LONDON — President Barack Obama arrived for lunch with Britain's 90-year-old Queen Elizabeth II on Friday, ahead of scheduled talks with the U.K. prime minister on what he sees as a defining moment in the U.K.'s history.
Barack and Michelle Obama landed in the grounds of Windsor Castle in Marine One and were greeted by the Queen and her husband, Prince Philip, the Duke of Edinburgh.
The four chatted briefly on the grass, before the 94-year-old prince drove them a short distance to the castle, the president sitting in the front passenger seat, the Queen and first lady sat in the back.
The Queen celebrated her 90th birthday Thursday and is the world's oldest reigning monarch.
After lunch Obama was set to meet British Prime Minister David Cameron for bilateral talks. Among the topics will be Britain's upcoming referendum over whether it should remain in the European Union.
Obama has already weighed into the June 23 vote, writing a spirited article in Britain's Daily Telegraph newspaper that argued Britain would be much better off in.
David Cameron is also backing his country to stay in the EU but the issue has divided not only the British public but the prime minister's own Cabinet.
The leaders will also discuss Anglo-American efforts to combat ISIS, among other issues.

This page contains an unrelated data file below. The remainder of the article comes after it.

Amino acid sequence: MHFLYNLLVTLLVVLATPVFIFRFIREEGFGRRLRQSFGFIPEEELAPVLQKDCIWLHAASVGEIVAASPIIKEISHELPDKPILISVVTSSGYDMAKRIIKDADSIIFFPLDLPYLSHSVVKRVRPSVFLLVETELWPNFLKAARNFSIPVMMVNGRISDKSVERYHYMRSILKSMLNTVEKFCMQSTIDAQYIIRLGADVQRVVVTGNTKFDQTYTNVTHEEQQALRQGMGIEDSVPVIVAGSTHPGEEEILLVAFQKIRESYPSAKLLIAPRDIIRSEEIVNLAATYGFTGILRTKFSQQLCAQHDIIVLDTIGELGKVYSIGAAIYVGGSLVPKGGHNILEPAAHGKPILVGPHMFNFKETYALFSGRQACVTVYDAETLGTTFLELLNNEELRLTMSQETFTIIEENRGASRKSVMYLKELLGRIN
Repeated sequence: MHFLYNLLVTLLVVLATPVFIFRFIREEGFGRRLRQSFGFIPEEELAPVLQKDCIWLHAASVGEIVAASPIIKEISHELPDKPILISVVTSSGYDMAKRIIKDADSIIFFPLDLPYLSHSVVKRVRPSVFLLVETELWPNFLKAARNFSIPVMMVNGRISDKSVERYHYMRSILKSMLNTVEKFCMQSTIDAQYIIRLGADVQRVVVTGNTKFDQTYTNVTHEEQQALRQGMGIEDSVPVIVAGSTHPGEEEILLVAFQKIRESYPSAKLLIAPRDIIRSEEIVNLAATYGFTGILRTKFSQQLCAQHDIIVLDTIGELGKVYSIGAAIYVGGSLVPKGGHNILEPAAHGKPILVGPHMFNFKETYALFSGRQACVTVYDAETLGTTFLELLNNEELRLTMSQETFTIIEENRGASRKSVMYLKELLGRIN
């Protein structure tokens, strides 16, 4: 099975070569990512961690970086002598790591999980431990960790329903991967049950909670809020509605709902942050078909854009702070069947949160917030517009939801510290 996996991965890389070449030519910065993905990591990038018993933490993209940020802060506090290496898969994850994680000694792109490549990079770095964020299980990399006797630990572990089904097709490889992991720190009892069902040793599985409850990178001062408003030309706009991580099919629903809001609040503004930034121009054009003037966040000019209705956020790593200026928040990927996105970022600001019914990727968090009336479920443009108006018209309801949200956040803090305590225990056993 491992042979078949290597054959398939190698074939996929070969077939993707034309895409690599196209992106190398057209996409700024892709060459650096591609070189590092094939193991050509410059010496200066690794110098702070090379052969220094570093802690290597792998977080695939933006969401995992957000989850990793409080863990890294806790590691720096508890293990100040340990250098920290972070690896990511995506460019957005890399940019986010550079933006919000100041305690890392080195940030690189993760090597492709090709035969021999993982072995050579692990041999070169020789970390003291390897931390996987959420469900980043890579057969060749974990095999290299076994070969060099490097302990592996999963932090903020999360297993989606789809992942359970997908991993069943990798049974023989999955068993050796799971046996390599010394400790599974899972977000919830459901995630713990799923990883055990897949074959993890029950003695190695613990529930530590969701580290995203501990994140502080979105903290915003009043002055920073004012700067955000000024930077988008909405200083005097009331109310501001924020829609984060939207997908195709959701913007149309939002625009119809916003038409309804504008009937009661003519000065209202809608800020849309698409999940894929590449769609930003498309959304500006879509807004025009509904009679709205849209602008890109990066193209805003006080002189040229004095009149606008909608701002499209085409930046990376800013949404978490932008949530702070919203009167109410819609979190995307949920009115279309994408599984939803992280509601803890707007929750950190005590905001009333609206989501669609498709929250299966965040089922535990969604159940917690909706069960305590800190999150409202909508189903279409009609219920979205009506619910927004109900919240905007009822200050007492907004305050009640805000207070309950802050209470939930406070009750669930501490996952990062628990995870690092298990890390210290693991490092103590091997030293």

Lunch with the Queen would be the first of two royal engagements.
Later on Friday the Obamas will have dinner at Kensington Palace with perhaps the world's most popular royals, the Duke and Duchess of Cambridge — more commonly known as Prince William and Kate — and William's brother, Prince Harry.
Obama managed to make a splash before he so much as had a sip of tea with a British royal or a politicians.
Writing an op-ed in the Daily Telegraph, the president waded into the referendum on the U.K.'s possible "Brexit" from the EU, a debate that has divided Cameron's government as well as the British people.
"The United States sees how your powerful voice in Europe ensures that Europe takes a strong stance in the world, and keeps the EU open, outward looking, and closely linked to its allies on the other side of the Atlantic," he wrote.
"Now is a time for friends and allies to stick together," Obama wrote, adding that the decision was "a matter of deep interest to the United States."
The article drew ire from London Mayor Boris Johnson, the leading voice in the campaign to leave the EU
"It's a breathtaking example of the principle of do-as-I-say-but-not-as-I-do," Johnson wrote in The Sun newspaper of Obama's interjection, arguing that America would never enter into an E.U.-style agreement.
"Can we take back control of our borders and our money and our system of Government? Yes we can," he added, turning Obama's 2008 campaign slogan against him.